Love it or hate it, it should come as no surprise that Chris Buck and Jennifer Lee’s Frozen (2013) is getting a sequel. Confirmed on Kristen Bell’s (Anna) Twitter, this musical blockbuster yielded box office returns in excess of a billion dollars, and its sequel is all but guaranteed to earn a few billion more for Disney. There are no known details yet, but it’s safe to assume that the same billion-dollar formula will come into play once again (an earworm soundtrack and other merchandise).
How Many More Times Will I Say “Billion?”
A billion times more.
Disney has mastered the art of capturing lightning in a bottle ever since its feature-length debut, the Academy Awards-recognized Snow White and the Seven Dwarfs (1937) (which was not just the first feature-length animated film for the studio, but also the first for cinema as a whole). Disney has a reputation for making magic happen, but it still can’t make lightning strike twice. Darrell Rooney and Lynne Southerland’s Mulan II (2004) (shockingly enough) earned a zero-percent rating from critics on Rotten Tomatoes, and Bradley Raymond’s The Hunchback of Notre Dame II (2002) is a thing that actually exists.
I’ll admit, some Disney sequels are (very) guilty pleasures of mine. Growing up, I watched Darrell Rooney’s and Jeannine Roussel’s Lady and the Tramp II: Scamp’s Adventure (2001) more than I did the original, and Darrell Rooney’s The Lion King II: Simba’s Pride (1994) is somewhat watchable (Andy Dick, what are you doing here?). Notwithstanding, Disney sequels can do no right, just like their parent films can do no wrong – will Frozen II break the Disney sequel curse?
Does Darrell Rooney Direct Every Disney Sequel?
The curse is most likely rooted in the fact that Disney movies are almost scientifically designed to become beloved, and so a sequel never stands a chance against the original. As for Frozen, I’m not sure how it’ll go – it’s so good that its sequel will have a tough time competing, and the backlash against the first one is so fierce that people will be waiting for it to fail. The more popular something is, the greater the backlash.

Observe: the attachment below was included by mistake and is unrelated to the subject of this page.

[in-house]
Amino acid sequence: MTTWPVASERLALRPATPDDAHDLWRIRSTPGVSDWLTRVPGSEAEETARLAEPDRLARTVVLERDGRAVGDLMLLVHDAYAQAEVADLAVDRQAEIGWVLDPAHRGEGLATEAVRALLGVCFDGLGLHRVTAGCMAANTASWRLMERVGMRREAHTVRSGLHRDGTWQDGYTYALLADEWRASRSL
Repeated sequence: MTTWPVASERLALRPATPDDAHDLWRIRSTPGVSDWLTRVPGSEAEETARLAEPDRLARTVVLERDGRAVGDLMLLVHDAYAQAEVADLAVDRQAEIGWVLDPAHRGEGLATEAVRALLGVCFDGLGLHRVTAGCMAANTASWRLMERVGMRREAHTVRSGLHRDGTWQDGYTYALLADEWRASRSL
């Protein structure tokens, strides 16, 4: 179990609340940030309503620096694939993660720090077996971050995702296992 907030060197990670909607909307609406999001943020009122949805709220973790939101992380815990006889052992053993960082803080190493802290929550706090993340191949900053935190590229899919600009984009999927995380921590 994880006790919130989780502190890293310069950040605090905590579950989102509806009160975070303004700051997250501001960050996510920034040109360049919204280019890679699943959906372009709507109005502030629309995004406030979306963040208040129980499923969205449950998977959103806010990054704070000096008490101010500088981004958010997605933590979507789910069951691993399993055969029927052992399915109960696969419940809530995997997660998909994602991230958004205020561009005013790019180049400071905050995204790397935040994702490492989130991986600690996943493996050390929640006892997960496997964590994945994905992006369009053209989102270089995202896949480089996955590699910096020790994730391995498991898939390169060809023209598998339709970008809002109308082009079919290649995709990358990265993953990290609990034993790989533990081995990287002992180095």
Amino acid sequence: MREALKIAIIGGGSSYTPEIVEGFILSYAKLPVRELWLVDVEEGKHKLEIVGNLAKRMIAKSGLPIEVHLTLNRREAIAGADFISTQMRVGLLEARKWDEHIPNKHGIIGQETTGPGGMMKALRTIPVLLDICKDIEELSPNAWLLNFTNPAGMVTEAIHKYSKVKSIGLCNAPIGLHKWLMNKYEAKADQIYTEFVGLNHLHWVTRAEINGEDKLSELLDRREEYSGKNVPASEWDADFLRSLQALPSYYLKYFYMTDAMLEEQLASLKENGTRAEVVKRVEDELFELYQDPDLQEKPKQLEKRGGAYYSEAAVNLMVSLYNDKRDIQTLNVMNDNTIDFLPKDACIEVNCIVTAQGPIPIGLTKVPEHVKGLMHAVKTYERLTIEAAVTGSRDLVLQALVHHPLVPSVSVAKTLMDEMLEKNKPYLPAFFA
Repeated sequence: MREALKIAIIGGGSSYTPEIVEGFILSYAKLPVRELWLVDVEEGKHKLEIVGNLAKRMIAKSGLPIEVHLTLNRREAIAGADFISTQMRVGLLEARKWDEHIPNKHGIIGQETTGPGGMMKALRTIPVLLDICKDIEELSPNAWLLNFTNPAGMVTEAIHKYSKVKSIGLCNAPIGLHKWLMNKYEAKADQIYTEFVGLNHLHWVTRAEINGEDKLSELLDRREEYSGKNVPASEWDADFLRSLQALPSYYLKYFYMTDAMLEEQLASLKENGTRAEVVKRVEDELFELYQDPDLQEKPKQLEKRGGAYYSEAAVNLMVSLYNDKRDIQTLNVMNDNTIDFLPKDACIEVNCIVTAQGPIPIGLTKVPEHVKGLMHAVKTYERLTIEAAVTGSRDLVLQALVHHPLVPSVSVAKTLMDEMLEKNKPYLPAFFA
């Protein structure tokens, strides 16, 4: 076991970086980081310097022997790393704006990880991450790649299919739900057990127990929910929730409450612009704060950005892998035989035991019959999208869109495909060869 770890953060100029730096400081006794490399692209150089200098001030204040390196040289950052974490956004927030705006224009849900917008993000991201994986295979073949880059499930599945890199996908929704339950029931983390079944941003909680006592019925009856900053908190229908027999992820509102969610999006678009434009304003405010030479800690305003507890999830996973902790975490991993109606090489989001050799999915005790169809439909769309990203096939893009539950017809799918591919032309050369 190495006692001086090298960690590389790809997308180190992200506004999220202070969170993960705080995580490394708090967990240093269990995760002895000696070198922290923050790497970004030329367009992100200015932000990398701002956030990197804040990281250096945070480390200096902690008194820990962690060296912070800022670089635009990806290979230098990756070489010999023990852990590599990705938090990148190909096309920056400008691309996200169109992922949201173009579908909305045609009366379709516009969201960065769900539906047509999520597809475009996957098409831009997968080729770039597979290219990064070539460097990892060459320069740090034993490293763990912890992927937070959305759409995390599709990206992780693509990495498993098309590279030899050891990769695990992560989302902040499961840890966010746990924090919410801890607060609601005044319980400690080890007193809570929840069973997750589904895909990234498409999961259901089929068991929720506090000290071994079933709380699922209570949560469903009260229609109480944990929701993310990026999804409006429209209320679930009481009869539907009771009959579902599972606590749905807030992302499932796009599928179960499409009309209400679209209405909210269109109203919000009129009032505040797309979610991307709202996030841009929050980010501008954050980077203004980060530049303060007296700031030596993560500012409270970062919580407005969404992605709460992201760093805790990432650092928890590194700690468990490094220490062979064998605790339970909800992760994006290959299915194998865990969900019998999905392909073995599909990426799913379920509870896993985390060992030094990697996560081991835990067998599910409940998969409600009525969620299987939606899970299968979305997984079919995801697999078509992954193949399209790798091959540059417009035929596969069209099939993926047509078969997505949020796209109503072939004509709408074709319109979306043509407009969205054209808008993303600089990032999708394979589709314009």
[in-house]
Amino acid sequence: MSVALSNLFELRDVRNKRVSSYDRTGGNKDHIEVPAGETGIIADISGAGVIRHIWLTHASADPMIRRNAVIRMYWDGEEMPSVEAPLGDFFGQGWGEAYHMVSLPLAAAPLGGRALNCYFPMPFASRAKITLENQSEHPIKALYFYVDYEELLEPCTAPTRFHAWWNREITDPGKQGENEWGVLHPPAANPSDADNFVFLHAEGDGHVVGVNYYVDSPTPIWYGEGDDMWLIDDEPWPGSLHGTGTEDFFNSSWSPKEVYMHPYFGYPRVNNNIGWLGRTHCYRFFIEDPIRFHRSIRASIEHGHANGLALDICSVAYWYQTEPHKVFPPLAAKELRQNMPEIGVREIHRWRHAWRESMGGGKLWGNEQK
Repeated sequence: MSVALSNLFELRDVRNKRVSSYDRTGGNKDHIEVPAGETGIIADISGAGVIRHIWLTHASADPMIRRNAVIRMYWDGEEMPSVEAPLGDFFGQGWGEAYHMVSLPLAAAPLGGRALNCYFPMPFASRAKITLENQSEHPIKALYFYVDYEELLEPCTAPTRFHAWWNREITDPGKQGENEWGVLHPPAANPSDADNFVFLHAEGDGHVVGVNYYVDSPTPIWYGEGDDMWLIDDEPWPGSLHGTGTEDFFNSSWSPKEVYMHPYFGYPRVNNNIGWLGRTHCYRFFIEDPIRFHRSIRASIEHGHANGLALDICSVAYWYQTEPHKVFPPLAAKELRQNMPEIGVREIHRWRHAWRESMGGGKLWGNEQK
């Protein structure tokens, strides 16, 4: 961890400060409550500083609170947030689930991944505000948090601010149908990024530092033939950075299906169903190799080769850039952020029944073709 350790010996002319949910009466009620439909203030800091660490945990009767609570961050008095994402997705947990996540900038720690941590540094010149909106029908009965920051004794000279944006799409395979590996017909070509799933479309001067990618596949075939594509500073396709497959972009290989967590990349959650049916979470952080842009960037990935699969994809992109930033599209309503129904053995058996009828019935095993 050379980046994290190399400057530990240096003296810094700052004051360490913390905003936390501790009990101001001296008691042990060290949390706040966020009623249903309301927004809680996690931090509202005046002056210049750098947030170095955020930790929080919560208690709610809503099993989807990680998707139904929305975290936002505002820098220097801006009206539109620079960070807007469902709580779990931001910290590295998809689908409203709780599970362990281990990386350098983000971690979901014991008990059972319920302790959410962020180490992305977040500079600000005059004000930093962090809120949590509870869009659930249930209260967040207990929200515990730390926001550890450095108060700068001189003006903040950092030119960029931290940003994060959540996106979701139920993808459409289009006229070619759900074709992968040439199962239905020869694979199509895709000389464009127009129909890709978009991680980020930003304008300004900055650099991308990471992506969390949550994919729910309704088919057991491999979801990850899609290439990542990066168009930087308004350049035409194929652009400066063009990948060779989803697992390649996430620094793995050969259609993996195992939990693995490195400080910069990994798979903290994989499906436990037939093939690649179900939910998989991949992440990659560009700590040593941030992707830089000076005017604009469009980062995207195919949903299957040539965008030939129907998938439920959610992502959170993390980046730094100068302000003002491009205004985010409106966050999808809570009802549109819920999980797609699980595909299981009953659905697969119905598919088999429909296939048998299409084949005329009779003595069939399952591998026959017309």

I like Frozen, I really do. I think it was one of the best movies the year of its release, and one of Disney’s best this century (so far, at least); it was released at a time when I was battling the worst depressive cycle of my life, and Idina Menzel’s (in)famous performance of “Let It Go” was more uplifting to me at the time than most anything else (before it got shoved down my throat, that is). I do agree with the haters as far as that Frozen is overexposed.
Frozen is not Disney’s best film. It is not the next Lion King. Yes, it’s the most feminist thing (with its obligatory fairytale “act of true love” taking place platonically between two sisters) to come out of a media empire which traditionally represents its female characters as incomplete without men in their lives, but good intentions do not a great film make.
Not to say that Frozen isn’t great – it is – but, come on. Let’s not be too condescending with our praise here. I find it more disturbing than inspirational that our culture is so sexist that all it takes to create a feminist masterpiece is to portray women as human beings, even though they still have to fulfill traditional gender roles.
Elsa’s ice-powers-run-amok are a symptom of the “hysterical woman” – not at all unlike the lesson in Brian De Palma’s Carrie (1976), which is that women on their periods are monsters, because women are already “emotional” and “unstable” enough to begin with. Anna is independent, for the most part, but, without the stereotypically “rugged,” “manly,” “salt-of-the-earth” Kristoff (Jonathan Groff), she wouldn’t have survived the second act of the film. Also, I’m still waiting on some LGBT love stories to come out of Disney.
I don’t want to nitpick the film too hard, because I do appreciate its gender politics, but how low is the bar that Frozen is the greatest thing since sliced bread, with its corny attempts for corporate Hollywood to appeal to this generation’s sense of humor (“That happened” and “That’s not a thing” are both cringe-worthy lines delivered by Kristoff)? Can’t it be “great” without being “the greatest?” Can’t we value it for what it is – high-quality kiddy fare – without turning it into something that it’s not, something more flawless than it really is?
Can’t we all just learn how to…
Let It Go?
You know what else is overexposed? That joke.